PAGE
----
In summary, we find that much phase-space is left to accommodate the existence of natural Supersymmetry (as defined above) after the conclusion of the 7,8 TeV LHC operations. Specifically, we find that the simplified model results do not describe the LHC search results in more complex forms of SUSY, and that numerous models are currently viable that allow for light (500-1000 GeV) squarks and gluinos. However, we show that the power of the 14 TeV LHC can provide a more definitive statement on the existence of natural supersymmetry, even in a complex form such as the pMSSM. We conclude that the discovery space of the upcoming run is significant.
The authors would like to thank Alan Barr, David Côté, Joe Lykken, and Brian Petersen for invaluable discussions. We also thank Richard Dubois and Homer Neal for computational support with the SLAC PPA batch farm system. This work was supported by the Department of Energy, Contracts DE-AC02-06CH11357, DE-AC02-76SF00515 and DE-FG02-12ER41811.
-  See, for example, A. Armbruster, ATLAS Collaboration, talk given at Recontres de Moriond: QCD and High Energy Interaction, LaThuile, March 9-16, 2013.
-  See, for example, N. Wardle, CMS Collaboration, talk given at Recontres de Moriond: QCD and High Energy Interaction, LaThuile, March 9-16, 2013.
-  For an overview of MSSM physics and phenomenology as well as mSUGRA, see M. Drees, R. Godbole, P. Roy, Hackensack, USA: World Scientific (2004) 555 p; H. Baer, X. Tata, Cambridge, UK: Univ. Pr. (2006) 537 p; S. P. Martin, In *Kane, G.L. (ed.): Perspectives on supersymmetry II* 1-153 [hep-ph/9709356].
-  T. Cohen and J. G. Wacker, JHEP 1309, 061 (2013) [arXiv:1305.2914 [hep-ph]].
-  A. Djouadi et al. [MSSM Working Group Collaboration], hep-ph/9901246.
-  M. W. Cahill-Rowley, J. L. Hewett, S. Hoeche, A. Ismail and T. G. Rizzo, Eur. Phys. J. C 72, 2156 (2012) [arXiv:1206.4321 [hep-ph]].
-  M. W. Cahill-Rowley, J. L. Hewett, A. Ismail and T. G. Rizzo, Phys. Rev. D 86, 075015 (2012) [arXiv:1206.5800 [hep-ph]].
-  M. W. Cahill-Rowley, J. L. Hewett, A. Ismail and T. G. Rizzo, Phys. Rev. D 88, 035002 (2013) [arXiv:1211.1981 [hep-ph]].
-  M. W. Cahill-Rowley, J. L. Hewett, A. Ismail and T. G. Rizzo, arXiv:1211.7106 [hep-ph], Proceedings of the 36th International Conference on High Energy Physics (ICHEP2012), Melbourne, Australia, July 4-11, 2012, Antonio Limosani (ed.), PoS ICHEP2012 (2012); and in preparation.
-  M. Cahill-Rowley, J. L. Hewett, A. Ismail and T. G. Rizzo, arXiv:1307.8444 [hep-ph], Proceedings of the Community Summer Study 2013: Snowmass on the Mississippi. (CSS2013) 29 Jul - 6 Aug 2013. Minneapolis, MN, USA , ed. N. Graf and M. Peskin.
-  E. Komatsu et al. [WMAP Collaboration], Astrophys. J. Suppl. 192, 18 (2011) [arXiv:1001.4538 [astro-ph.CO]].
-  C. F. Berger, J. S. Gainer, J. L. Hewett and T. G. Rizzo, JHEP 0902 (2009) 023 [arXiv:0812.0980 [hep-ph]]; J. A. Conley, J. S. Gainer, J. L. Hewett, M. P. Le and T. G. Rizzo, Eur. Phys. J. C 71 (2011) 1697 [arXiv:1009.2539 [hep-ph]] and [arXiv:1103.1697 [hep-ph]].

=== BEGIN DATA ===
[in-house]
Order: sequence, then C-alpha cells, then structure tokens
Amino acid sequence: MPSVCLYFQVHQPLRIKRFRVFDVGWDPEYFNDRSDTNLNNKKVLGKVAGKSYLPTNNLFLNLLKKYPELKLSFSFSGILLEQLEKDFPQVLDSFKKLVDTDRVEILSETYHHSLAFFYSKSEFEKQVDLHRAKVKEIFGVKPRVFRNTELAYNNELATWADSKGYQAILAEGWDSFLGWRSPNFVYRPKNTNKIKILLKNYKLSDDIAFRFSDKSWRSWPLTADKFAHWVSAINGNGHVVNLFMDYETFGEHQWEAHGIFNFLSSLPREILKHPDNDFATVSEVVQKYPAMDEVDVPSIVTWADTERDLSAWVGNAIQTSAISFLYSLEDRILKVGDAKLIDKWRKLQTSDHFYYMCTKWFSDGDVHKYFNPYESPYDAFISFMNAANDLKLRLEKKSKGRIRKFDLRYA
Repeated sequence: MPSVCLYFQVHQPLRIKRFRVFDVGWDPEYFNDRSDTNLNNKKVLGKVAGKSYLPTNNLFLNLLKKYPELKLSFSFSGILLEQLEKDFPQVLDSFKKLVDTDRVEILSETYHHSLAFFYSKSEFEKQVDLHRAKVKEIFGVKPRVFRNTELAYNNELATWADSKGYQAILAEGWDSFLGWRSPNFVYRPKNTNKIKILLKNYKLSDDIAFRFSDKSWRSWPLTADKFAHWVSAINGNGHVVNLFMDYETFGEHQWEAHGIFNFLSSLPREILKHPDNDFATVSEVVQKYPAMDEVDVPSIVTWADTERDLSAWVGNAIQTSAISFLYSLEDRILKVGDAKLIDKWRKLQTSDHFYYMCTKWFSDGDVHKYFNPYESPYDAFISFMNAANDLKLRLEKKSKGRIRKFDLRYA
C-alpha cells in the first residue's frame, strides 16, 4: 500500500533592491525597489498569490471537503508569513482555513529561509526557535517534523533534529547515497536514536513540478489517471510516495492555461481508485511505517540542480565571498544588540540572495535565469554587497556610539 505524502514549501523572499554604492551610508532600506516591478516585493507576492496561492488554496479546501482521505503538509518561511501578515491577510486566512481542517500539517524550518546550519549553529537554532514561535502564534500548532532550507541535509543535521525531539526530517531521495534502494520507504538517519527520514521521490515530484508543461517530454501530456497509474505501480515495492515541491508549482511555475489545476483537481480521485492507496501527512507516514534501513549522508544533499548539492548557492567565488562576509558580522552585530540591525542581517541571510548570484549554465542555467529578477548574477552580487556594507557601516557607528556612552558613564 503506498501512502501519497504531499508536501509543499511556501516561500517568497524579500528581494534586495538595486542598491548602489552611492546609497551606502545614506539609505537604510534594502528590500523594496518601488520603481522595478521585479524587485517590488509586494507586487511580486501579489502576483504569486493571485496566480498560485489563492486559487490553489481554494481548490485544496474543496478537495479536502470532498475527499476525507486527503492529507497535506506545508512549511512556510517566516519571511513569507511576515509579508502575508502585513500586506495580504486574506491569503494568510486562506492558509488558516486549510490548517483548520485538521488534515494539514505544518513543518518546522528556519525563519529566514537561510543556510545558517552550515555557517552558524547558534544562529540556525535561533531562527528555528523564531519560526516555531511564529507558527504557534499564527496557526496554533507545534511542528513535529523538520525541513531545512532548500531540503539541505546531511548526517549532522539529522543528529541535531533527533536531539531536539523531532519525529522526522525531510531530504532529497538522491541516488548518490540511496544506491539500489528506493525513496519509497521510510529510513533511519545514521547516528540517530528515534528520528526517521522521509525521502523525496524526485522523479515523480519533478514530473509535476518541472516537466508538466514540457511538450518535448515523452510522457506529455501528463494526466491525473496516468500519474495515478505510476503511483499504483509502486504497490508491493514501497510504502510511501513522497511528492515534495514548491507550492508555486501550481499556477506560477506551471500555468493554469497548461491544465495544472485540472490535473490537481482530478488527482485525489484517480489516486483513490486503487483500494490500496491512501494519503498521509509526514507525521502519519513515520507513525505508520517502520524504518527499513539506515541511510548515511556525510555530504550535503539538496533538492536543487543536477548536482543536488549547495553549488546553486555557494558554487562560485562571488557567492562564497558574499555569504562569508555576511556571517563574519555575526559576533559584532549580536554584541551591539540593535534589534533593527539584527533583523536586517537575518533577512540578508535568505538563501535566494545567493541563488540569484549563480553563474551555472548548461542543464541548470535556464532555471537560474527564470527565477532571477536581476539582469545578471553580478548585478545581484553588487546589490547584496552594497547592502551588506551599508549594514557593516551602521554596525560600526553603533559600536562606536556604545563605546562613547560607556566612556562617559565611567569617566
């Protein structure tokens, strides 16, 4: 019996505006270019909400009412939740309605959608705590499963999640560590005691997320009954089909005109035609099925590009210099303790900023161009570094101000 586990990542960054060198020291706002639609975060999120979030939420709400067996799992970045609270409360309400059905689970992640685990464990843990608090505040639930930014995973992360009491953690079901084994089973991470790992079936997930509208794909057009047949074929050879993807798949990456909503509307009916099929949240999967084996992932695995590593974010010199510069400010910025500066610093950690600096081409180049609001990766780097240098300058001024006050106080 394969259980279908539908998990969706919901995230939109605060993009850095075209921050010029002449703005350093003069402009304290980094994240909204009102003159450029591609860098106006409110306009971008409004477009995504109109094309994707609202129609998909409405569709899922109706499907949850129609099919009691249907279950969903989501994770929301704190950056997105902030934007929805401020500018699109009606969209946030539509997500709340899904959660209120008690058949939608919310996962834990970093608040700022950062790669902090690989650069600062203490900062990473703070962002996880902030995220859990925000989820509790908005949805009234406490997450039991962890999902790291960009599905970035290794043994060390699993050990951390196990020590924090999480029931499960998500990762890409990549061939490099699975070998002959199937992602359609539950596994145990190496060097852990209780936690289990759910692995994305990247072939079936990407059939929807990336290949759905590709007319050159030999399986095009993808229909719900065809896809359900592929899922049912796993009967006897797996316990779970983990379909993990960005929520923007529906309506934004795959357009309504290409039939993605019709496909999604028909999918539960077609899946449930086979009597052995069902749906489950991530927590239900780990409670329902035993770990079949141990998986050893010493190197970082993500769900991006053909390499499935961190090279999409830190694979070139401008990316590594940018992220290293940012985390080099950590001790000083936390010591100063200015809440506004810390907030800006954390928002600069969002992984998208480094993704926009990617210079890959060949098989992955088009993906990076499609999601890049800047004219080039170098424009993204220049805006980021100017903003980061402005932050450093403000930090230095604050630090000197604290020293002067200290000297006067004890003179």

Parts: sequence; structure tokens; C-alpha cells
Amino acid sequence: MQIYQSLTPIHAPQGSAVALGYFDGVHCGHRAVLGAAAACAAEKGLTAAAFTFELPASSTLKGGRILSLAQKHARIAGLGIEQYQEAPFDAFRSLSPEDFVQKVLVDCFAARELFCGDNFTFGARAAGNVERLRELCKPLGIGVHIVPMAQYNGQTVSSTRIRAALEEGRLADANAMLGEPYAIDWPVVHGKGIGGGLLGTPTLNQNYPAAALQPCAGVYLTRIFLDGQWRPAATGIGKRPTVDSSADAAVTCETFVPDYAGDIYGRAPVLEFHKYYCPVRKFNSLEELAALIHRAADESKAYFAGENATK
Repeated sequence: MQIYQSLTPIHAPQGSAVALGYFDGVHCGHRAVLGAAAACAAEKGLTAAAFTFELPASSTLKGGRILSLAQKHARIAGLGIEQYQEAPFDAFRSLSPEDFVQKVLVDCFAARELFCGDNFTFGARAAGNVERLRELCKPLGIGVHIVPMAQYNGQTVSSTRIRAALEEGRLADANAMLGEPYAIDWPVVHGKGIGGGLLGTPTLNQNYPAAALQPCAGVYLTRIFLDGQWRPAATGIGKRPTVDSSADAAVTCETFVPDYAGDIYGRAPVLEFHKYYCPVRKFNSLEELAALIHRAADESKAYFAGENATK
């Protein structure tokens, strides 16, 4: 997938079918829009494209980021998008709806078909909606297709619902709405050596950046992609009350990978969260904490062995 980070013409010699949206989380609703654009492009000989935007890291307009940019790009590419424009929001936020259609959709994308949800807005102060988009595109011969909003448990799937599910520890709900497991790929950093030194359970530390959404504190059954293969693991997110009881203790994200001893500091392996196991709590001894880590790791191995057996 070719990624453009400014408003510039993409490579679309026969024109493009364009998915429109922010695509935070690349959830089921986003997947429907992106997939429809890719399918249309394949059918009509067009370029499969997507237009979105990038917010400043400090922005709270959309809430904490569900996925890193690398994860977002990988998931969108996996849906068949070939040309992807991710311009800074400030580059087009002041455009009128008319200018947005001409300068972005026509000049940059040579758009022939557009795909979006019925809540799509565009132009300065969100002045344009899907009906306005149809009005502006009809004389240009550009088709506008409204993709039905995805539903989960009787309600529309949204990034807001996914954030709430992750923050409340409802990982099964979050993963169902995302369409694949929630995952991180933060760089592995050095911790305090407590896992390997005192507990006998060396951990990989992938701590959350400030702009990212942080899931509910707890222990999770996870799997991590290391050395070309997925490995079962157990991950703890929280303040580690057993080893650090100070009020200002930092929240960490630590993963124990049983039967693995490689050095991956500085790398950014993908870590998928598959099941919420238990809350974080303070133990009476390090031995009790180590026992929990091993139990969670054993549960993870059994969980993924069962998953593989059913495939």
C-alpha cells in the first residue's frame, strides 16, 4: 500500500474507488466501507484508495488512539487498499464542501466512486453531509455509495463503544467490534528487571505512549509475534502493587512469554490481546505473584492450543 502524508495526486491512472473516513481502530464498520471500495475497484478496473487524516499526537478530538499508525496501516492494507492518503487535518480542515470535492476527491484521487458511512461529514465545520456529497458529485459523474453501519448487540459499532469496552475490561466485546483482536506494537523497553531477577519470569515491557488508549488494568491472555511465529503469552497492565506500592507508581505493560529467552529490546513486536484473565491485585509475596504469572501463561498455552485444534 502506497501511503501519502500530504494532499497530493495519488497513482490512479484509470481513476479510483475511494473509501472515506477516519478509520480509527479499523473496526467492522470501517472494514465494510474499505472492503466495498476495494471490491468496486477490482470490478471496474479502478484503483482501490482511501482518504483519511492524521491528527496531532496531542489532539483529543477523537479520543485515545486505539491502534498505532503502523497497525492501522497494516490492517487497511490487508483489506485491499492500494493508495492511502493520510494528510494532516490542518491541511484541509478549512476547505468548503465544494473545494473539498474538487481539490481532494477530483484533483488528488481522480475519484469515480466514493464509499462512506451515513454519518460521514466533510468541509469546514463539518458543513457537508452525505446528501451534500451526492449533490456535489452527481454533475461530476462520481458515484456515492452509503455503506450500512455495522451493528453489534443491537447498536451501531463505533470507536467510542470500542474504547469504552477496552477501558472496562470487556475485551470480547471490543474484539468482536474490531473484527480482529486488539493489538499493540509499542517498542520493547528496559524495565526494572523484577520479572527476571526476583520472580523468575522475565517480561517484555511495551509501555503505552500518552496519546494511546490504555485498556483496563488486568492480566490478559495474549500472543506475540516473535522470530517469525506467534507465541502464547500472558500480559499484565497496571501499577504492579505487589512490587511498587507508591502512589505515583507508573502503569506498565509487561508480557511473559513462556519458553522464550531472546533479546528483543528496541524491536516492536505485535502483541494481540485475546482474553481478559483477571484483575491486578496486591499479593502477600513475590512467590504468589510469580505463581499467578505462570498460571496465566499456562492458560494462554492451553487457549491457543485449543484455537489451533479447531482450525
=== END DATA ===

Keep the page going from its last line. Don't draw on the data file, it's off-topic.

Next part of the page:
-  B. C. Allanach, Comput. Phys. Commun. 143, 305 (2002) [hep-ph/0104145].
-  A. Djouadi, J. L. Kneur and G. Moultaka, Comput. Phys. Commun. 176, 426 (2007) [arXiv:hep-ph/0211331].
-  J. E. Camargo-Molina, B. Garbrecht, B. O’Leary, W. Porod and F. Staub, arXiv:1405.7376 [hep-ph].
-  A. Djouadi, M. M. Muhlleitner and M. Spira, Acta Phys. Polon. B 38, 635 (2007) [hep-ph/0609292].
-  A. Pukhov, E. Boos, M. Dubinin, V. Edneral, V. Ilyin, D. Kovalenko, A. Kryukov and V. Savrin et al., hep-ph/9908288; A. Pukhov, hep-ph/0412191.
-  J. Alwall, P. Demin, S. de Visscher, R. Frederix, M. Herquet, F. Maltoni, T. Plehn and D. L. Rainwater et al., JHEP 0709, 028 (2007) [arXiv:0706.2334 [hep-ph]]; K. Hagiwara, K. Mawatari and Y. Takaesu, Eur. Phys. J. C 71, 1529 (2011) [arXiv:1010.4255 [hep-ph]].
-  J. R. Ellis, K. Enqvist, D. V. Nanopoulos and F. Zwirner, Mod. Phys. Lett. A 1, 57 (1986).
-  R. Barbieri and G. F. Giudice, Nucl. Phys. B 306, 63 (1988).
-  S. Chatrchyan et al. [CMS Collaboration], Phys. Lett. B 713, 68 (2012) [arXiv:1202.4083 [hep-ex]].
-  R. Aaij et al. [LHCb Collaboration], arXiv:1307.5024 [hep-ex]; S. Chatrchyan et al. [CMS Collaboration], arXiv:1307.5025 [hep-ex]. The analysis as presented here, however, employs the earlier results as given in R. Aaij et al. [LHCb Collaboration], Phys. Rev. Lett. 110, 021801 (2013) [arXiv:1211.2674 [Unknown]]. The numerical impact of these later results on our analysis is very minor.
-  T. Sjostrand, S. Mrenna and P. Z. Skands, JHEP 0605, 026 (2006) [hep-ph/0603175].
-  J. Conway, PGS4, Pretty Good detector Simulation, http://www.physics.ucdavis.edu/~conway/research/software/pgs/pgs.html.
-  W. Beenakker, R. Hopker, M. Spira and P. M. Zerwas, Nucl. Phys. B 492, 51 (1997) [arXiv:hep-ph/9610490]; W. Beenakker, M. Kramer, T. Plehn, M. Spira and P. M. Zerwas, Nucl. Phys. B 515, 3 (1998) [hep-ph/9710451]; W. Beenakker, M. Klasen, M. Kramer, T. Plehn, M. Spira and P. M. Zerwas, Phys. Rev. Lett. 83, 3780 (1999) [Erratum-ibid. 100, 029901 (2008)] [hep-ph/9906298].
-  M. Cahill-Rowley, J. Hewett, A. Ismail and T. Rizzo, arXiv:1308.0297 [hep-ph], Proceedings of the Community Summer Study 2013: Snowmass on the Mississippi. (CSS2013), 29 Jul - 6 Aug 2013. Minneapolis, MN, USA.
-  M. Cahill-Rowley, J. Hewett, A. Ismail and T. Rizzo, arXiv:1407.7021 [hep-ph].
-  The ATLAS collaboration, ATLAS-CONF-2013-047.
-  C. Boehm, P. S. B. Dev, A. Mazumdar and E. Pukartas, JHEP 1306, 113 (2013) [arXiv:1303.5386 [hep-ph]].
-  See ATLAS notes ATLAS-PHYS-PUB-2013-001, -002 and -004 for details of this analysis.
-  ATLAS Collaboration, ATLAS-PHYS-PUB-2013-011.